We have all already received this email, full of spelling mistakes, poorly trying to imitate large companies or institutions.
But it should be noted that the “phishing” threat evolved both in sophistication and ingenuity, and the basic mails that made us almost smile yesterday have become today real malicious campaigns using the most malicious schemes.
Phishing attacks are today sometimes so sophisticated that they succeed in deceiving the most skilled and informed user. But whether it’s a credible phishing attempt or not, what happens if a user falls into the trap set by the hackers? What risks do they face ? Do banks and insurance companies necessarily cover the victims of these cyber-threats?
Phishing: a friendly reminder
As a reminder, phishing is a cyber-criminal attempt during which one or more victims will receive an email or an SMS that they think to be written by an institution, a company or even a simple individual (familiar or not).
This email, or SMS, will ultimately aim to extract information such as personal data, banking information and other passwords that could be used by hackers for fraudulent purposes. Inexpensive and relatively easy to set up nowadays, these malicious email or SMS pass easily through spam filters thanks to their sophisticated methods and very often reach their targets (with efficiency).
But then what happens once the victim has fallen into the trap – obvious or not – of a hacker?
Being a victim of phishing is, in some cases, no longer excusable under the French law
Indeed, if it may seem surprising, since the person receiving a phishing email appears at first totally innocent, being phished today is not always excusable in the eyes of the French law, especially as regards concerning the provision of bank data.
Indeed, following a judgment of the “Court de Cassation” at the end of the year 2017 (case of 28.3.18, n ° 16-20 018), providing its banking data to a hacker is considered to be a “serious negligence”.
This new judgment breaks the appeal judgment which held that if a victim provided the so-called sensitive information without recognizing or perceiving alerting signs, while being considered as a “normally” attentive person, the victim couldn’t be judged as if it was case of serious negligence.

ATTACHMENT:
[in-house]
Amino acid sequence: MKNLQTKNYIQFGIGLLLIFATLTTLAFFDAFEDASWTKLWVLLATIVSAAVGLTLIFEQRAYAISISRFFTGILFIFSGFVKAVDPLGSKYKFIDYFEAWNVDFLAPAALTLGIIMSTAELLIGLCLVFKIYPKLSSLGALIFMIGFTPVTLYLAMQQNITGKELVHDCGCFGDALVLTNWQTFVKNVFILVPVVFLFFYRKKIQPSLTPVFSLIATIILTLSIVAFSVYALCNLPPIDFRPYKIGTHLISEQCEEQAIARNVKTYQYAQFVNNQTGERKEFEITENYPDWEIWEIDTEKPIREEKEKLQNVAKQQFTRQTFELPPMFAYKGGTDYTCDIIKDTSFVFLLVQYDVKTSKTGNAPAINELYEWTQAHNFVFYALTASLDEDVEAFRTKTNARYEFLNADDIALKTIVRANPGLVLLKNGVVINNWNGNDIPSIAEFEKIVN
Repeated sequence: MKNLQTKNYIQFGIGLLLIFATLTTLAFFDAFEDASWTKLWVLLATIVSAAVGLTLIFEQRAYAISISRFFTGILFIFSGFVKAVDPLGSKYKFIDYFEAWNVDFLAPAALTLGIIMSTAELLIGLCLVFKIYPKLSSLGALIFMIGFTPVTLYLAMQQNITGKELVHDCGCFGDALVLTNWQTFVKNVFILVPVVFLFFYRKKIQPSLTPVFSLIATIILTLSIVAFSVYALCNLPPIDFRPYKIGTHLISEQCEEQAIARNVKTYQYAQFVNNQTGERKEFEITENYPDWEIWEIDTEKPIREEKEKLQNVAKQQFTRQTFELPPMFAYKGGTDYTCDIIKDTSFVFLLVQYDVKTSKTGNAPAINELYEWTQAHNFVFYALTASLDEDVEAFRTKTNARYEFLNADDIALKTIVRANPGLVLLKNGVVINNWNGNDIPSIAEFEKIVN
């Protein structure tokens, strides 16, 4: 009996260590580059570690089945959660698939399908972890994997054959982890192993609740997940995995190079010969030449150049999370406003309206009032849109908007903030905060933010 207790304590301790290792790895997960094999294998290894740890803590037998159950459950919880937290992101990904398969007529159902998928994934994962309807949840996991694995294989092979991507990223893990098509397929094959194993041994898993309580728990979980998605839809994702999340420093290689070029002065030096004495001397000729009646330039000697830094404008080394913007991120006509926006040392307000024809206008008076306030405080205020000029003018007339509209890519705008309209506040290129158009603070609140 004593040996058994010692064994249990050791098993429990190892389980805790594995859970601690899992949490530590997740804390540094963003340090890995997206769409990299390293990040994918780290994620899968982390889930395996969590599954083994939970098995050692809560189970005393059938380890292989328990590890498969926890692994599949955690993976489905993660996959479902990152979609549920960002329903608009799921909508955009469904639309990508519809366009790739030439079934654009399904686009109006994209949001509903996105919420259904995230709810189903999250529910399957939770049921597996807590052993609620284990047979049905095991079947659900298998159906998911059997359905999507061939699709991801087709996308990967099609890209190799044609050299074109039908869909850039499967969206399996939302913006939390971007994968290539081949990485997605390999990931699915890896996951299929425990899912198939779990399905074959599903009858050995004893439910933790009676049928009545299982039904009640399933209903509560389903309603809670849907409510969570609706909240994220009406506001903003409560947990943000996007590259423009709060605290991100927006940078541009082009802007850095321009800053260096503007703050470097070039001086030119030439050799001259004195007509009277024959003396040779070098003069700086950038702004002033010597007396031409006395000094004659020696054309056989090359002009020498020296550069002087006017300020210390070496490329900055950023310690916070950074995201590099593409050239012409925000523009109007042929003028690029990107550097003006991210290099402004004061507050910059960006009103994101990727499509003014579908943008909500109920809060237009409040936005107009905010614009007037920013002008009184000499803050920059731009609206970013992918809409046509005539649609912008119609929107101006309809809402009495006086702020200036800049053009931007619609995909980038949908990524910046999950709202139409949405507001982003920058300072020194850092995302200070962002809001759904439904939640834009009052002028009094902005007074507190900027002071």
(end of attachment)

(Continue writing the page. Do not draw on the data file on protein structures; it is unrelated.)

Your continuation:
Today the law therefore requires a user of any payment service to take “any reasonable measure to preserve the security” of its means of payment.
And it will be appropriate, on a case-by-case basis and in the light of the circumstances, to verify whether this absence of mistrust while encountering a phishing campaign was in conformity with this obligation or was, on the contrary, “a failure, by serious negligence, to its obligations “.
Therefore, banks generally can not be held responsible for such fraud, and are not required to cover and reimburse victims unless their advice, delays or other errors have resulted in the theft of money.
What can I do to protect myself from phishing campaigns?
Here are some tips to help you establish maximum protection against these cyber threats – these tips are obviously to be used in parallel with a good implementation of good practices of Internet.
- Use the latest version of your operating system.
- Make sure to make all necessary updates to protect your computer.
- Do not click or download any attachment received by email if you are not sure where it came from and who sent it.
- Regularly update your anti-spam.
- The latest patches must be immediately deployed on all machines in your company.
- Any infected equipment must be immediately removed from the network.
- Regularly update your Anti-spam.
- Educate and train your team to the dangers of these malicious campaigns.
- You can also choose to continue this awareness through the establishment of courses and training to raise awareness of the security of information systems that we can offer.